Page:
But, who gets the kids....? TN Child Custody

June 26, 2019

In Tennessee, all divorcing parents will enter into something called a Permanent Parenting Plan to lay out the basic outline parents will follow when co-parenting.  The plan allocates each parent’s specific rights and responsibilities in terms of parenting time, decision making and parent transportation. The parenting plan will determine who has physical and legal custody of the former couple’s children. Physical custody concerns the child’s day-to-day living arrangements, while legal custody concerns who makes decisions surrounding the child’s health, education and welfare.  The parent with primary physical custody of the children is referred to in Tennessee as the primary residential parent and the other parent is referred to as the alternative residential parent. Each parent has the power to make day-to-day parenting decisions while the child is in his or her care.  Final decision making authority on major topics such as education, medical care, religious upbringing, and/or extracurriculars may be designated to either or both parents under the parenting plan.

 

Custody can and should be amicably agreed to by the divorcing parties as this generally leads to better long-term parent-child relationships and is generally what is best for the children involved.  If parents are unable to agree upon a custody arrangement, even after engaging in mediation, the courts will make their own child custody determination. As in most states, when making a child custody decision, the courts in Tennessee will primarily use the best interests of the child standard.  This standard will be applied in conjunction with the goal that both parents enjoy the maximum participation possible in their child’s life.  When determining what is in the best interests of the child, courts shall assess the following factors:

 

·       The emotional and physical well-being and developmental needs of the child.

·       The love and affection and overall strength of the relationship between the child and the child's parents or caregivers.  This will include taking note of who had been the child’s primary caretaker in the past.

·       The mental, moral, emotional and physical health of the parents or caregivers.

·       The reasonable preference of a child who is at least 12 years old.  Greater weight will be given to the preferences of older children.

·       The parent’s ability to provide food, clothing, a proper education, medical care and other necessities for the child.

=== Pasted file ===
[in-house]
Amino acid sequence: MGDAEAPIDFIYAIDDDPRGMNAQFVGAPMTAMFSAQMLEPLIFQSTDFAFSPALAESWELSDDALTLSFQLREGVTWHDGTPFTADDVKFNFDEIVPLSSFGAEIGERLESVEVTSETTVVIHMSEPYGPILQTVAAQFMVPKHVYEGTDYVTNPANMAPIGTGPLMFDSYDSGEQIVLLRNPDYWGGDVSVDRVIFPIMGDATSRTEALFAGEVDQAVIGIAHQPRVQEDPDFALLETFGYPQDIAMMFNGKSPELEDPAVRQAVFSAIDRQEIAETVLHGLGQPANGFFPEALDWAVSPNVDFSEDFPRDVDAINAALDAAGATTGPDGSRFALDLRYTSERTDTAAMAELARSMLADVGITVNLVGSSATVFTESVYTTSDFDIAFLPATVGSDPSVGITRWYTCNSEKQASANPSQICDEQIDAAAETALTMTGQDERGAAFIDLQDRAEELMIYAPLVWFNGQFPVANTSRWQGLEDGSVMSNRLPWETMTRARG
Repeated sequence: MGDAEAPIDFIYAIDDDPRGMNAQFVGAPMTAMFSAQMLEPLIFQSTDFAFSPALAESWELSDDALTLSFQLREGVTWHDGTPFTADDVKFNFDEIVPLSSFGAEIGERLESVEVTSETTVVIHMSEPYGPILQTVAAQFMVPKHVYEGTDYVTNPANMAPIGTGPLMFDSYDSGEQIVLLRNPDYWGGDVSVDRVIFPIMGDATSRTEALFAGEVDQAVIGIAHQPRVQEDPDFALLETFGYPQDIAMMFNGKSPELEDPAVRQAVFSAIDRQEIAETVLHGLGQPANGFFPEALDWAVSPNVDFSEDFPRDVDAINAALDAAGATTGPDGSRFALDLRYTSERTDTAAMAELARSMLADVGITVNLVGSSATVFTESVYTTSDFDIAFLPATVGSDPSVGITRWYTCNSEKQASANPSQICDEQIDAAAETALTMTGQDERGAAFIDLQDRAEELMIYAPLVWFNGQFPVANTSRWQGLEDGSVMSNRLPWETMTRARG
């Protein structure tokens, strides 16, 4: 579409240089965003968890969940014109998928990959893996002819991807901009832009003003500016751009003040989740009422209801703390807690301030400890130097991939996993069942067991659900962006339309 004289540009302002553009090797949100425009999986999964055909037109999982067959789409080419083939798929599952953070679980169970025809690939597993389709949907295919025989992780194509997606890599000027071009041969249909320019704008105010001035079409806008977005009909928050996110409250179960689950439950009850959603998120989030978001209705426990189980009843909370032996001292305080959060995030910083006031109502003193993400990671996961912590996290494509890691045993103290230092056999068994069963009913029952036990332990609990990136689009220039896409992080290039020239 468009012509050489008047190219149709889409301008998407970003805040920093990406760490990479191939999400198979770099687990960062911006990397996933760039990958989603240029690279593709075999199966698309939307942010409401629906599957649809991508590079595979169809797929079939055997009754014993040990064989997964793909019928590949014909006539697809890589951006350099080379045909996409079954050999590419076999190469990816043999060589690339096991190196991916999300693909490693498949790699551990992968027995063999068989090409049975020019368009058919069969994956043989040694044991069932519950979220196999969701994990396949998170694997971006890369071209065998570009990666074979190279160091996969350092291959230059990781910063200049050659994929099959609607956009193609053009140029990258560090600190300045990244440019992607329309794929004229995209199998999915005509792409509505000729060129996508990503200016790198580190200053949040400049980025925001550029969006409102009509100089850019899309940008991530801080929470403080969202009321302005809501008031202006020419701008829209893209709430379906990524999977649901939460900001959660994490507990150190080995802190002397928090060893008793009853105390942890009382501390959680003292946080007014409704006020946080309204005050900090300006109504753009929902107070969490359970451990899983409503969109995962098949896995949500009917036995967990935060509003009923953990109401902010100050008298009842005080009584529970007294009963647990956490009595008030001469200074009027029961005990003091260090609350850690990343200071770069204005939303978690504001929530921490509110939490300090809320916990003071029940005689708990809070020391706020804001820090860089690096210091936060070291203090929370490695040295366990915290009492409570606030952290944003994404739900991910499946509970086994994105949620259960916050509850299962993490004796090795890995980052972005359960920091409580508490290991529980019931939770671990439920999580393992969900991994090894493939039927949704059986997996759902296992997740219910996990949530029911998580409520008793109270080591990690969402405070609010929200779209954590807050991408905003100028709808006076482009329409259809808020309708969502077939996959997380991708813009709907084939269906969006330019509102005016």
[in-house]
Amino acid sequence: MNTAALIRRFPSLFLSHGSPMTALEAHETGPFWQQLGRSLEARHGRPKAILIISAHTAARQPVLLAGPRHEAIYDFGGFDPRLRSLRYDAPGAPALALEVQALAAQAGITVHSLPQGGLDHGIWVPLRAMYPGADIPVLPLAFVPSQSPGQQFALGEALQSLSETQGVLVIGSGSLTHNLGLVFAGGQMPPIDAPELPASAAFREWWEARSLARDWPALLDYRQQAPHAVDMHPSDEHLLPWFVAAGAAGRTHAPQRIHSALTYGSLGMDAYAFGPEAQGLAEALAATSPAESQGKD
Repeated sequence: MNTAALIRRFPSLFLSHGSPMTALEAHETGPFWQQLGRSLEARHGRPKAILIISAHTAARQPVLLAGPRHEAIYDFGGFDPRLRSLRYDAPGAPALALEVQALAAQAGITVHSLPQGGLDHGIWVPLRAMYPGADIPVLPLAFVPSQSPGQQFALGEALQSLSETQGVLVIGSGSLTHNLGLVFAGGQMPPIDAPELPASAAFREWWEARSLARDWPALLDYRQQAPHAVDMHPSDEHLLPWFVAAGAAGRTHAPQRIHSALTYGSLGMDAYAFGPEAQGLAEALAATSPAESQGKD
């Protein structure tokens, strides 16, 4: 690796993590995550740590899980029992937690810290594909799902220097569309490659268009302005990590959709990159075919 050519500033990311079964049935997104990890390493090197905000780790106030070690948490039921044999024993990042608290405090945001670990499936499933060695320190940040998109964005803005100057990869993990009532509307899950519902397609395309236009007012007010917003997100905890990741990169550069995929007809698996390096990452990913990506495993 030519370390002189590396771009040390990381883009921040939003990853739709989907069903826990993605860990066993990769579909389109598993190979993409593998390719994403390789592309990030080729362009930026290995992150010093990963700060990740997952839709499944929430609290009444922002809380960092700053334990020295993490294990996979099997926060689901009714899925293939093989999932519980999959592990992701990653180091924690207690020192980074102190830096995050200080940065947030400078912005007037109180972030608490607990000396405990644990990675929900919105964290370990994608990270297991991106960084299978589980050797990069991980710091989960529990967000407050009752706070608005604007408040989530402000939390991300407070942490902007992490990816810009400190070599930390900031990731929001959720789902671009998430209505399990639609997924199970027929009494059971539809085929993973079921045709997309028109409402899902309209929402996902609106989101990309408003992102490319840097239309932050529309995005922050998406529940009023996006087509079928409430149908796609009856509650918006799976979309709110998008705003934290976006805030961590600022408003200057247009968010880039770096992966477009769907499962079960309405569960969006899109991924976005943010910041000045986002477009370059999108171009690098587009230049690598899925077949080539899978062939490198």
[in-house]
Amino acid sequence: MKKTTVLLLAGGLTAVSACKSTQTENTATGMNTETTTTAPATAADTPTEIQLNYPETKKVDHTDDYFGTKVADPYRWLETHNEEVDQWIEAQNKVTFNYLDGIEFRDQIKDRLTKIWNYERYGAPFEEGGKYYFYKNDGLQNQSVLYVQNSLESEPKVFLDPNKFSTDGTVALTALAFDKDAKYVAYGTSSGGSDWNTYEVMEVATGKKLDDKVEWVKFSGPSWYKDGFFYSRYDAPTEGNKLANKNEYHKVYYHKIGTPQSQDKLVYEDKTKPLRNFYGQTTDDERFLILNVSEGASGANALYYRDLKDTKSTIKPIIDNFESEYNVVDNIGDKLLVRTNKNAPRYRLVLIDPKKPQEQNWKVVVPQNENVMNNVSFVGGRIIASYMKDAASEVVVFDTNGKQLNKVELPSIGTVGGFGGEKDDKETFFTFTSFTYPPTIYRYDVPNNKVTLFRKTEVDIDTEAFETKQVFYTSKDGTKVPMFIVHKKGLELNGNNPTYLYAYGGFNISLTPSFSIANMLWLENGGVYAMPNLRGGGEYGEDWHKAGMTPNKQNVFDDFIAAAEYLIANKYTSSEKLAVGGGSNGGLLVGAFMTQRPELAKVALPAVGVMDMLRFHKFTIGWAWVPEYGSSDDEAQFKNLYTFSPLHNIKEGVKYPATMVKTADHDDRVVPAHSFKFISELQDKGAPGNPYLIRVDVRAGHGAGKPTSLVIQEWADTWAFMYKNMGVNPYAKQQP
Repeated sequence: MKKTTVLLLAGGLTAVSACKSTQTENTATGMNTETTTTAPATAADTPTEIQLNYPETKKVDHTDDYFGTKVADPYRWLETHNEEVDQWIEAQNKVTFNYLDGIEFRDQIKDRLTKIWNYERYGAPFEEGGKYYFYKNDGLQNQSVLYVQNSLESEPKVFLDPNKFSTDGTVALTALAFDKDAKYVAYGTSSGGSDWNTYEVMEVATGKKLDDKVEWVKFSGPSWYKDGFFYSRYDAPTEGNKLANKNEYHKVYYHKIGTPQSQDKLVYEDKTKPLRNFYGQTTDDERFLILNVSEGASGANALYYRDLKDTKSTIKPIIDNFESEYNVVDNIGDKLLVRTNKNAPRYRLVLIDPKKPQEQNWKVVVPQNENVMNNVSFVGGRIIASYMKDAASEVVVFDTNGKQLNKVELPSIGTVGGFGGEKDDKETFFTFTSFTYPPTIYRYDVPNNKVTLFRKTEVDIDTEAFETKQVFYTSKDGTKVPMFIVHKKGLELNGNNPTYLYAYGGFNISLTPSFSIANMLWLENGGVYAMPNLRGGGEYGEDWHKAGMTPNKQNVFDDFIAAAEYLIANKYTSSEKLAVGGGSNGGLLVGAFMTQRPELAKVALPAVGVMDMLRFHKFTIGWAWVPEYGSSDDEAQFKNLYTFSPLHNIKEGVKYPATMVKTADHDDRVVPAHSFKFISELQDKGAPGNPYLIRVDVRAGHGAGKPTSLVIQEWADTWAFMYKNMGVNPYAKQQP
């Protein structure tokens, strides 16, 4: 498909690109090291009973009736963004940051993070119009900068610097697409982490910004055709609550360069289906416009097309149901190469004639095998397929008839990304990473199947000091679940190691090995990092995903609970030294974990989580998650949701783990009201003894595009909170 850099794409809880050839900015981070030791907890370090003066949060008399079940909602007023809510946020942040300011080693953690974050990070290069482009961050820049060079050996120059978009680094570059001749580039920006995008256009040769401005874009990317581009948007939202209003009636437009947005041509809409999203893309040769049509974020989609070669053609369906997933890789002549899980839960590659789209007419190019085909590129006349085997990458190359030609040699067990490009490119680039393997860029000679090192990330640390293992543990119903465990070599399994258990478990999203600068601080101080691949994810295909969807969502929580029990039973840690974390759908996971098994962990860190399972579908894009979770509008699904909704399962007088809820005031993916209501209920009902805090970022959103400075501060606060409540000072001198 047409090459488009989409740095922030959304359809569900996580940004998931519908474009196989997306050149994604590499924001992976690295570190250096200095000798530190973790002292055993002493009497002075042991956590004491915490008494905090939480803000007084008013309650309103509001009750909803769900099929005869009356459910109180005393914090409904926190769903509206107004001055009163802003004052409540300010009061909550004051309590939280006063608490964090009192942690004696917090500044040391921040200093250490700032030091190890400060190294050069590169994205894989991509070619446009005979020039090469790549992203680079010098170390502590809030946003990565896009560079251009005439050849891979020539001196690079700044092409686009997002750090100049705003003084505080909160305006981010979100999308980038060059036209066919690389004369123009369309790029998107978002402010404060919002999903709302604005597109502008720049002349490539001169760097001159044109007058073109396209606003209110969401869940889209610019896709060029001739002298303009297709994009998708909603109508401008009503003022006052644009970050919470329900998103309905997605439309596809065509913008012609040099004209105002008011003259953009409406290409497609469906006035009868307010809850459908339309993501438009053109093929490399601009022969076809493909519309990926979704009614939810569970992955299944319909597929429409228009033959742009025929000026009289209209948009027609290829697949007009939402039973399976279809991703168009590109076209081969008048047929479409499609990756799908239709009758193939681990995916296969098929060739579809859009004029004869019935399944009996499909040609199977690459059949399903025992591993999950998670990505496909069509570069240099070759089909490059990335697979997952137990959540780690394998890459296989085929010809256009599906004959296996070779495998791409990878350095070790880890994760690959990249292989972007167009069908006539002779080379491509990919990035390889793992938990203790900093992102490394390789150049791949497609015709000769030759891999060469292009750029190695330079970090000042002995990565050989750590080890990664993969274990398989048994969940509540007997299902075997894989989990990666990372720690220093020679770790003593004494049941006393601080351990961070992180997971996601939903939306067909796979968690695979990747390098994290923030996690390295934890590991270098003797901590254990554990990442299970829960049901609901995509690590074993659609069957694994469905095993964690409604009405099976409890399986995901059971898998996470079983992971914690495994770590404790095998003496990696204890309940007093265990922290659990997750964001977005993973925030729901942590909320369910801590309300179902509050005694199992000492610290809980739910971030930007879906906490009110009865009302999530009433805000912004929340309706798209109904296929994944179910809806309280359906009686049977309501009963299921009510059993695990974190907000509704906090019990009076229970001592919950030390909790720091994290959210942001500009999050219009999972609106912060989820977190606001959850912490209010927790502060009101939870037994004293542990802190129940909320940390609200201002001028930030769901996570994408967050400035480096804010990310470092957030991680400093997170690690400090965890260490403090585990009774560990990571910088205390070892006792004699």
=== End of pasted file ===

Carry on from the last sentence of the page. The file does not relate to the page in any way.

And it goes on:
·       The child's home, school, and community record.

·       Any history of physical or emotional abuse against the child.

·       Each parent’s employment schedule.

·       Each parent’s willingness and ability to foster a close and on-going relationship between the child and other parent.  Courts will assess parents’ past behavior when making this determination.

·       The child’s relationship and interactions with other siblings and members of their household as well as their involvement with their community, school and other activities.

·       The ongoing stability of the child.  Courts recognize the importance of continuity and the length of time the child has lived in a stable and appropriate environment.

·       In Tennessee, gender is not a factor in awarding custody. In years past, courts had favored awarding mothers custody if the children were of tender years. However, the “tender years presumption” no longer exists in Tennessee.

 

A common fact of life, especially when families are separating, is the need to relocate for family support or work opportunities.  This is, unfortunately, a complicating factor when child custody is at issue. Let us know if we can walk you through this process. 

 

When a requested move is contested by the other parent, the court will step in and decide whether to approve the request. Several factors will be considered when determining whether to allow the move, including:

·       The importance of continuity in the child's life, considering the stability of the child's current home, school, and community;

·       Whether the custodial parent will comply with a new custody and visitation schedule; and

·       The child's stated preference if they are age 12 or older.

 

Either parent can seek a modification of a child custody order if there is a material and substantial change in circumstances that effects the best interests of the child.

 

Please let us know if we can help you with your legal needs.

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